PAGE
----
The evolution of capital punishment

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Cost of Justice

The Indiana Lawyer takes a historical look at how the death penalty system has evolved during the past 40 years and how Indiana has amended its practices and procedures through the decades.

The Supreme Court of the United States struck down the death penalty with its ruling in Furman v. Georgia, 408 U.S. 238 (1972), holding that all state death penalty sentencing statutes were unconstitutional under the Eighth Amendment’s cruel and unusual punishment clause because they allowed for arbitrary and capricious imposition.

The Indiana General Assembly enacted a new death penalty sentencing statute, but a 1976 SCOTUS decision in Woodson v. North Carolina struck down a similar statute. The Indiana Supreme Court later struck down this state’s revised death penalty statute.

Now-retired Justice John Paul Stevens joined with a U.S. Supreme Court majority in Gregg v. Georgia, 428 U.S. 153 (1976), which overruled Furman v. Georgia and helped pave the way for states to re-enact capital punishment.

Indiana reintroduced capital punishment, and that sentencing statute remains in effect today.

Indiana saw its first execution following the death penalty’s re-enactment. The defendant was Steven Judy, who’d been sentenced a year earlier but waived non-mandatory appeals.

Indiana increased the minimum age of a person eligible for execution from 10 to 16.

The state General Assembly created the Indiana Public Defender Commission to set standards for capital attorneys, and it authorized the commission to reimburse counties 50 percent of defense costs in capital cases.

The Indiana Supreme Court established Criminal Rule 24 to set mandatory standards for appointing and compensating trial and appellate counsel in death penalty cases.

The Indiana General Assembly created Life Without Parole as a sentencing option in capital murder cases, and a year later prosecutors were given the authority to ask for LWOP rather than requesting a death sentence.

The Indiana General Assembly banned the execution of the mentally retarded, a legislative decision that preceded the 2002 SCOTUS ruling in Atkins v. Virginia that held the same.

Indiana changed the method of execution from electrocution to lethal injection.

Indiana increased the minimum age of a person eligible for execution from 16 to 18, a decision that preceded the 2005 SCOTUS ruling that held executing anyone under 18 was cruel and unusual.

• An American Bar Association panel of Indiana attorneys and legal scholars issued a report calling for a moratorium on the state’s death penalty on the grounds that the state lacks the ability for its appellate courts to review whether different crimes merit that penalty. Legislation followed in subsequent years, but did not gain approval.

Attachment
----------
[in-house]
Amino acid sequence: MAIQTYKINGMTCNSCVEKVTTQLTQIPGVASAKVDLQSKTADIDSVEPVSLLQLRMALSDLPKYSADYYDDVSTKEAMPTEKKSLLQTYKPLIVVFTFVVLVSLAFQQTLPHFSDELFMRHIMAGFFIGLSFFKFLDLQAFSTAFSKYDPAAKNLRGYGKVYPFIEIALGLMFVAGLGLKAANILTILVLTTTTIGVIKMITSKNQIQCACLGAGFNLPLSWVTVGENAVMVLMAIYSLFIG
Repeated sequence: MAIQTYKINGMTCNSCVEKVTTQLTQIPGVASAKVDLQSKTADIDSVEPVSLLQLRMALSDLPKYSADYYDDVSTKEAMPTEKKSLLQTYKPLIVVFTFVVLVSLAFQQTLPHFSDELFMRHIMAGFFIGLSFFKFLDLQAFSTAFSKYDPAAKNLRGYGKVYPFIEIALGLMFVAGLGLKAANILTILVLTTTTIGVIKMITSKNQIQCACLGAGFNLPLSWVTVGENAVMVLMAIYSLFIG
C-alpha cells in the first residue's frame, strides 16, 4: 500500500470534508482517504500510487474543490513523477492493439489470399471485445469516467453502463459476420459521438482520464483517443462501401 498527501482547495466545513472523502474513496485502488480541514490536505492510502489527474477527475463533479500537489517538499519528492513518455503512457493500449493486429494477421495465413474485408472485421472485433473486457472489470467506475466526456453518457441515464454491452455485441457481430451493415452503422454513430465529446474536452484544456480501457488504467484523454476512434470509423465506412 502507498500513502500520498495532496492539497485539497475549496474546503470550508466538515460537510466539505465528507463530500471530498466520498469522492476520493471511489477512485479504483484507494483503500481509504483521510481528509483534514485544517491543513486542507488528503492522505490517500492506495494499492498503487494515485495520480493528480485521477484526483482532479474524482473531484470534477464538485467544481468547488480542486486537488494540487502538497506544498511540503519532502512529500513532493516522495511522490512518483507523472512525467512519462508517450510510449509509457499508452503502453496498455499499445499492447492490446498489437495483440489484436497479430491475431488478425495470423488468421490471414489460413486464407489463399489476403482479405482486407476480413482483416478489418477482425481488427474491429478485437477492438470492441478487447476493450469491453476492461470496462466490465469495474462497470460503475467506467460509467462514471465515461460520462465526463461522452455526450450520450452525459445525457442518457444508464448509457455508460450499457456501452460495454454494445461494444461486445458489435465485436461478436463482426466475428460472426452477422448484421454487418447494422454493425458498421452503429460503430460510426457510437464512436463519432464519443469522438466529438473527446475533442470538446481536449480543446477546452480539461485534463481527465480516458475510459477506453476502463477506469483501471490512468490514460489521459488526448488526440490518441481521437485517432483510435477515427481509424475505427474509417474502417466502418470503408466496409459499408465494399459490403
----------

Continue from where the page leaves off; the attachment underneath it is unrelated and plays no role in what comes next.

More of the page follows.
• In honor of the late Sen. Anita Bowser (D-Michigan City), the Indiana Senate created an interim study commission to examine the issue of executing the mentally ill. That commission voted to recommend a bill that would exempt defendants identified to have serious mental illness, but no definition of that term was agreed on and a bill introduced in 2008 was not enacted. No further action has been taken.

In Baze v. Rees, 553 U.S. 35 (2008), Justice Stevens voted with the majority in upholding Kentucky’s method of lethal injection because he felt bound by stare decisis. However, he issued a concurrence in that case that put him with three other former justices in concluding that state-sanctioned killing (capital punishment) is unconstitutional under the Eighth Amendment.

Indiana Attorney General Greg Zoeller held a criminal justice summit at Notre Dame Law School to discuss the economic impact of capital punishment. A final report is being submitted to Indiana legislators, but no legislation was introduced in 2011 as a result of that conference.

In March, Illinois became the 16th state to ban executions, a move that came a decade after Illinois imposed a moratorium on the death penalty due to concern about wrongful convictions. This follows what other states have done on grounds of wrongful conviction and exoneration trends, fiscal considerations, or public policy changes at the state level.


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  1. Freedom From Religion Foundation: If you really want to be free from religion, don't go to the Christmas Play or the Christmas Pageant or the Christmas Parade. Anything with "Christ" or Saint...fill in the blank...would be off limits to you. Then leave the rest of us ALONE!

  2. So the prosecutor made an error and the defendants get a full remedy. Just one short paragraph to undo the harm of the erroneous prosecution. Wow. Just wow.

  3. Wake up!!!! Lawyers are useless!! it makes no difference in any way to speak about what is important!! Just dont tell your plans to the "SELFRIGHTEOUS ARROGANT JERKS!! WHO THINK THEY ARE BETTER THAN ANOTHER MAN/WOMAN!!!!!!

  4. Looks like you dont understand Democracy, Civilized Society does not cut a thiefs hands off, becouse now he cant steal or write or feed himself or learn !!! You deserve to be over punished, Many men are mistreated hurt in many ways before a breaking point happens! grow up !!!

  5. It was all that kept us from tyranny. So sad that so few among the elite cared enough to guard the sacred trust. Nobody has a more sacred obligation to obey the law than those who make the law. Sophocles No man is above the law and no man is below it; nor do we ask any man's permission when we ask him to obey it. Obedience to the law is demanded as a right; not asked as a favor. Theodore Roosevelt That was the ideal ... here is the Hoosier reality: The King can do no wrong. Legal maxim From the Latin 'Rex non potest peccare'. When the President does it, that means that it is not illegal. Richard Nixon